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Jon Fairhurst September 25th, 2012 04:45 PM

Medium & Large Format Film Cameras
Jim Andrada and I got off topic in the audio section and it was so much fun that I opened a new thread to continue the conversation here. Okay, it's not exactly DV production, but practicing photography and learning film can definitely contribute to one's video shooting skills.

The previous thread is here...

In summary, I got a Bronica S2A and am taking a darkroom class. Jim has an amazing background in photography and brought up the possibility of getting an old 1950s 4x5 press camera. Apparently, you can get a Graphic 4x5 for about $300.

And the thread continues...

Getting a 4x5 camera could be attractive. Not only would it make a great prop, but it allows fast, easy contact prints. For those not versed in film, for a "contact print" you just develop the negative, then lay it on top of photo paper and expose. No enlarger required. Just squeeze the emulsion side of the negative to the paper with a sheet of glass and apply light. This allowed fast turnaround for the press, back in the day.

4x5 materials aren't too expensive. Using "4x" as the guideline, one can blow up the prints to 16x20 before the film grain gets bigger than the paper grain.

I'm going to stick with the Bronica S2A and Nikkor 70/2.8 for now, but a 4x5 sounds really fun. It's really at the limit for "people on the street" photography.

On one hand, the Bronica is larger and less stealthy than a digital camera. On the other hand, I think people see it more as valid photography as opposed to the voyeurism of a 35mm or phone cam. With a 70-200 on the street, I feel conspicuous. With the Bronica, I feel old-school cool. :)

Don Bloom September 25th, 2012 08:59 PM

Re: Medium & Large Format Film Cameras
I never had a Bronica or Blad but I did have one of the first Mamiya RB67 cameras. Before that I had a Rollie TWL along with a couple of Nikon F's and I did have a 4x5. I used Deardorf 8x10 view cameras with 5x7 and 4x5 backs and had the absolute pleasure of using a Deardorf 11x14. WOW! My wedding camera was a Graflex XL 6x7 with an 80mm lens (stock) a 3 220 film backs. Rangefinder, quiet sharp as a tack.
I loved the RB67-great image, great camera BUT it sounded like a canon going off. When the mirror snapped, it was BAM! The image was great. That was my go to for fashion and model comp shots. The Graflex XL was my wedding camera, the Nikons for news, sports and journalistic stuff and the view cameras were at a studio I contracted to for catalouge work. My personal view camera was for fun stuff.
I loved them all like they were my children and probably spent more time with them than I did with my children ;-)
The images produced from the 6X7s and up were simply fantastic!
I miss them all!
Kodacolor, TriX, PanX, Extachrome and of course, Kodachrome. Gotta love the film days!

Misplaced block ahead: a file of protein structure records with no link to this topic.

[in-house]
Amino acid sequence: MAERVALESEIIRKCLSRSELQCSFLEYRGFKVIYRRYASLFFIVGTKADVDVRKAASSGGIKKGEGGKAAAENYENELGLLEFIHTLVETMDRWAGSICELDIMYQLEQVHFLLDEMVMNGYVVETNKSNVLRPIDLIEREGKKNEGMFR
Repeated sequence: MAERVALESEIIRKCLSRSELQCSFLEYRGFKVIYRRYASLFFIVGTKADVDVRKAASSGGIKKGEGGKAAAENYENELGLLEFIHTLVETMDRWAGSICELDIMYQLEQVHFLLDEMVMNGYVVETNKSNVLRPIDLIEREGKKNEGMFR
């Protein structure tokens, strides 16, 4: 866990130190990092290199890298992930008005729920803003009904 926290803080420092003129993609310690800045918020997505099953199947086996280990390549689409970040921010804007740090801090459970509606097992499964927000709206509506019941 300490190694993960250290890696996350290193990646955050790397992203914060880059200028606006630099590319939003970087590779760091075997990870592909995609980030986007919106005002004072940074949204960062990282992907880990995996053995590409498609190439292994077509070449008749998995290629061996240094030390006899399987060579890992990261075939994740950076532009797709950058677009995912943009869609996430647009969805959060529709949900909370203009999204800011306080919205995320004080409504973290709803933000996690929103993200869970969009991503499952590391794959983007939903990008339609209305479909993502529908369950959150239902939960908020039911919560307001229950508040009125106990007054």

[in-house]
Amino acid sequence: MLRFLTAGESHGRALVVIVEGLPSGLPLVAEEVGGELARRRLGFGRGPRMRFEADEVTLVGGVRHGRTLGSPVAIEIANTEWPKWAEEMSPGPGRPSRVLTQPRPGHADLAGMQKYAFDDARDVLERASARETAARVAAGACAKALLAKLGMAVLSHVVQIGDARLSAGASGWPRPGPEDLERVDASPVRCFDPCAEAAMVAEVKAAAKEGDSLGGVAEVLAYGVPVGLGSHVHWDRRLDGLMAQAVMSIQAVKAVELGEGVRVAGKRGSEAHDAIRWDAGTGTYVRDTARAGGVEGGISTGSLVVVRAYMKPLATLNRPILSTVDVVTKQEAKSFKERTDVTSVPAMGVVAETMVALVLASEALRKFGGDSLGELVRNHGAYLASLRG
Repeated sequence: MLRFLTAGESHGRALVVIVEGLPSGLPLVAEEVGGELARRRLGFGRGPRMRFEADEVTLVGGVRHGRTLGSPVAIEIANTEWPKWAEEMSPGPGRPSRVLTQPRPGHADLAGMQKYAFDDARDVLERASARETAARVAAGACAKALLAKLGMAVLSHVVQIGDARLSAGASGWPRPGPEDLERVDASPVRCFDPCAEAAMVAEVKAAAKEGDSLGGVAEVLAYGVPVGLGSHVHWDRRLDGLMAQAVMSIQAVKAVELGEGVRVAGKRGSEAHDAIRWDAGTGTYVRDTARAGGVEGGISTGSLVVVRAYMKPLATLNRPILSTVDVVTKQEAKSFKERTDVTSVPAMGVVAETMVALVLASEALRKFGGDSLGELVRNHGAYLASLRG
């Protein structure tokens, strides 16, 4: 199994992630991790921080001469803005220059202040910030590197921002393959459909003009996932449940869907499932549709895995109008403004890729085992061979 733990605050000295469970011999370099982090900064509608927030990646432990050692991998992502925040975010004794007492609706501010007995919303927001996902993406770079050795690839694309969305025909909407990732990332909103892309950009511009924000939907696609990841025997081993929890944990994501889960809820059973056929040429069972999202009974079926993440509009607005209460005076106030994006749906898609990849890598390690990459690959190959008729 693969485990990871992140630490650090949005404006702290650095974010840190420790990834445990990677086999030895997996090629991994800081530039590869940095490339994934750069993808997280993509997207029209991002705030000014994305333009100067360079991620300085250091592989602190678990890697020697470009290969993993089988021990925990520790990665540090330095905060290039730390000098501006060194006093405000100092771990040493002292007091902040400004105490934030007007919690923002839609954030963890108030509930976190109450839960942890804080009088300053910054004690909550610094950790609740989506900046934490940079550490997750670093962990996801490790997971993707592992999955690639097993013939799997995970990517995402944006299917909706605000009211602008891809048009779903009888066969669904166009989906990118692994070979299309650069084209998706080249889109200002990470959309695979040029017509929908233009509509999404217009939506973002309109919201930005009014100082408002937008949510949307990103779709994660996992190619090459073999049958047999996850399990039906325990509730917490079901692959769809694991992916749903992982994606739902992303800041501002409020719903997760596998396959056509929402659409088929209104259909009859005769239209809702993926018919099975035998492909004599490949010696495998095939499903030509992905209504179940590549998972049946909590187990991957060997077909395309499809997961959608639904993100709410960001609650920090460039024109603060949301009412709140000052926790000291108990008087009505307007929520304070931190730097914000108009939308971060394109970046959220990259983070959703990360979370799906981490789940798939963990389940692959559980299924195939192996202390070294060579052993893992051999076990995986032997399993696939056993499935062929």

Chris Barcellos September 25th, 2012 10:17 PM

Re: Medium & Large Format Film Cameras
1 Attachment(s)
I show you mine, if you show me yours......

This is my Kowa 6 - I was still trying to beat the system in those days. Kowa 6 was touted at the Japanese Hasseblad. All lens had their own leaf shutter. My pic below includes 85mm F 2.8 Kowa, 55mm % 3.5 Kowa, and 150 mm F 3.5 Kowa lenses, They gained a reputation for a faulty film advance but this one still working reasonably well. Thought about selling it once or twice, but never seemed to be that good in terms of return....See attached pic.

Shaun Roemich September 25th, 2012 11:23 PM

Re: Medium & Large Format Film Cameras

Originally Posted by Don Bloom (Post 1755216)
I loved the RB67-great image, great camera BUT it sounded like a canon going off. When the mirror snapped, it was BAM! The image was great

I shot with my mentor's RB67 for a number of years... MAN, I miss that thing and you hit the nail right on the head... NOTHING subtle about the shutter/mirror release!

Jim Andrada September 26th, 2012 12:31 AM

Re: Medium & Large Format Film Cameras
Hi again Jon - I'm back (for better or worse)

I have two RB67's and absolutely love them - Don is absolutely right about what the mirror sounds like. It's a heck of a "Whomp" because the camera has a revolving back (Revolving Back = RB - Damned clever eh) and the format can be 6 x 7 cm either verticaly or horizontaly, so the mirror is a lot bigger than the mirror in a Bronica etc. In fact mirror slap can be limiting to the quality of the image at any slowish shutter speed so when used on a tripod I always use a special Mamiya cable that forks into a mirror tripper and a shutter tripper. Push part way down and the mirror does it's WHOMP thing and then wait for the tremors to subside and push further and the shutter clicks.

Why do I have two camera bodies - because I found a great 500mm lens and it only works on the Pro - SD which has a larger lens opening than my Pro-S. So I bought a Pro-SD body for next to nothing just to hang on the back of the lens. I also got a macro extension tube and the 140mm macro lens. VERY sharp. Following is a shot of a poor unfortunate moth taken with the extension tube and macro lens shortly after passing into what the Japanese refer to as "eternal sleep".


500 mm lens on RB67


And just for fun





Don Bloom September 26th, 2012 06:41 AM

Re: Medium & Large Format Film Cameras
Chris, I forgot about the Kowa. I never had or used one but I knew a couple of guys that did and they loved them. I think at the time we were all looking for anything to get away from the 35mm cameras. Can't figure out why though. I loved my Nikons but for me each camera had a different purpose in life.
Do you remember the camera that was in the shape of a 35 but shot 6x7? Pentax perhaps? I can only image how unwieldy that beast was.

Yep rotating backs. Gosh, I had forgotten about that. Just like the time or 10 I forgot to put the dark slide in either the RB or Graflex before yanking off the film back. <sigh> Uh, Mr. high powered executive, I'd like to do a few more head shots for you, no charge! :-(

Thank goodness I never forgot that when using the Deardorfs, especially the 11x14. That film was pretty costly.

Jim Andrada September 26th, 2012 10:27 AM

Re: Medium & Large Format Film Cameras
@ Chris

Yeah - I forgot to add my +1 to Don's response - it is a nice setup.